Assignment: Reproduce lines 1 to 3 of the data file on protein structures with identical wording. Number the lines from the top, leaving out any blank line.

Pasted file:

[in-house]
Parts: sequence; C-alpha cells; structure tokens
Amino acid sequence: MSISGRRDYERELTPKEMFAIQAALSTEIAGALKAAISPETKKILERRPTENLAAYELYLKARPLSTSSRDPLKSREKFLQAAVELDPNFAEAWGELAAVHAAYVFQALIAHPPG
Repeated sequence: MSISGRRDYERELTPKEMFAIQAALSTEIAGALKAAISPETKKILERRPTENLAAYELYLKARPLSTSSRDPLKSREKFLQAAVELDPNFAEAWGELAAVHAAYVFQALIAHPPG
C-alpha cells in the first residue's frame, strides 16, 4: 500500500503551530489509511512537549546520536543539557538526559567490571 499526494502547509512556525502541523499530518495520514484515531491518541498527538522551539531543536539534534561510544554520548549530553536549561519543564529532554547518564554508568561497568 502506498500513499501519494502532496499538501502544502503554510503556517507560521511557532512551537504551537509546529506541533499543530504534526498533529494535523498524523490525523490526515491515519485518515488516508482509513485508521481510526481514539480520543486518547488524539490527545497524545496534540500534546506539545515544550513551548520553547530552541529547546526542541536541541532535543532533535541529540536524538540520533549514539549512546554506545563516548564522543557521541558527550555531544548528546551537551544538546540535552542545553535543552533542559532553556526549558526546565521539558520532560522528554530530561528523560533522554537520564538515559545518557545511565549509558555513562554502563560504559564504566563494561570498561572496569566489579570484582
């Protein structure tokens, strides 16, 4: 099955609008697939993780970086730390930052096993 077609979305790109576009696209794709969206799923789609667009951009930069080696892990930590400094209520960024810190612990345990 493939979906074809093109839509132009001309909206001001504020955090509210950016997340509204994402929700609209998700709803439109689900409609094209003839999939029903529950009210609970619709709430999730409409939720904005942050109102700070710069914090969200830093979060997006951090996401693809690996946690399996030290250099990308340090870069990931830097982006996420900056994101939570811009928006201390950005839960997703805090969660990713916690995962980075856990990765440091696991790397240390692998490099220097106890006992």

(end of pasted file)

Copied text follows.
[in-house]
Parts: sequence; C-alpha cells; structure tokens
Amino acid sequence: MSISGRRDYERELTPKEMFAIQAALSTEIAGALKAAISPETKKILERRPTENLAAYELYLKARPLSTSSRDPLKSREKFLQAAVELDPNFAEAWGELAAVHAAYVFQALIAHPPG